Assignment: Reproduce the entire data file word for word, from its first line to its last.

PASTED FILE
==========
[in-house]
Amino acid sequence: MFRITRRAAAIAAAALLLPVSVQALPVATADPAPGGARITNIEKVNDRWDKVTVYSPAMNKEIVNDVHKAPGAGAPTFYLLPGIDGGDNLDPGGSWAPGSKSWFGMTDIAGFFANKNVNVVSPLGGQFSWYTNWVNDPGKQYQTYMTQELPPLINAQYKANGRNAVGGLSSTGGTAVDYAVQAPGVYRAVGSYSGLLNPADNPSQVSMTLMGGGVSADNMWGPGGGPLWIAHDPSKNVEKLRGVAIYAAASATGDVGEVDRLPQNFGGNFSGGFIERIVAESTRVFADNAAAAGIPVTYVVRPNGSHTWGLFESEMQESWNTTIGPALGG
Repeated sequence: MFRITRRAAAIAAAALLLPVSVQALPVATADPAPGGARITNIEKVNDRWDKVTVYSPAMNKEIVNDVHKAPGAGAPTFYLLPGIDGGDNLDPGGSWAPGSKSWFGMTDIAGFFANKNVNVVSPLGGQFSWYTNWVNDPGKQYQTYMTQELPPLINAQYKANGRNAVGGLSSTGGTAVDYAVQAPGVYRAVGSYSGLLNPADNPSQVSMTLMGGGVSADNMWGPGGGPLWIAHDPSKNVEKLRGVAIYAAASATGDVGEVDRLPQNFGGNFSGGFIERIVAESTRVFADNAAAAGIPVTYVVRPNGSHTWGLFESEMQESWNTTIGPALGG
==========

[in-house]
Amino acid sequence: MFRITRRAAAIAAAALLLPVSVQALPVATADPAPGGARITNIEKVNDRWDKVTVYSPAMNKEIVNDVHKAPGAGAPTFYLLPGIDGGDNLDPGGSWAPGSKSWFGMTDIAGFFANKNVNVVSPLGGQFSWYTNWVNDPGKQYQTYMTQELPPLINAQYKANGRNAVGGLSSTGGTAVDYAVQAPGVYRAVGSYSGLLNPADNPSQVSMTLMGGGVSADNMWGPGGGPLWIAHDPSKNVEKLRGVAIYAAASATGDVGEVDRLPQNFGGNFSGGFIERIVAESTRVFADNAAAAGIPVTYVVRPNGSHTWGLFESEMQESWNTTIGPALGG
Repeated sequence: MFRITRRAAAIAAAALLLPVSVQALPVATADPAPGGARITNIEKVNDRWDKVTVYSPAMNKEIVNDVHKAPGAGAPTFYLLPGIDGGDNLDPGGSWAPGSKSWFGMTDIAGFFANKNVNVVSPLGGQFSWYTNWVNDPGKQYQTYMTQELPPLINAQYKANGRNAVGGLSSTGGTAVDYAVQAPGVYRAVGSYSGLLNPADNPSQVSMTLMGGGVSADNMWGPGGGPLWIAHDPSKNVEKLRGVAIYAAASATGDVGEVDRLPQNFGGNFSGGFIERIVAESTRVFADNAAAAGIPVTYVVRPNGSHTWGLFESEMQESWNTTIGPALGG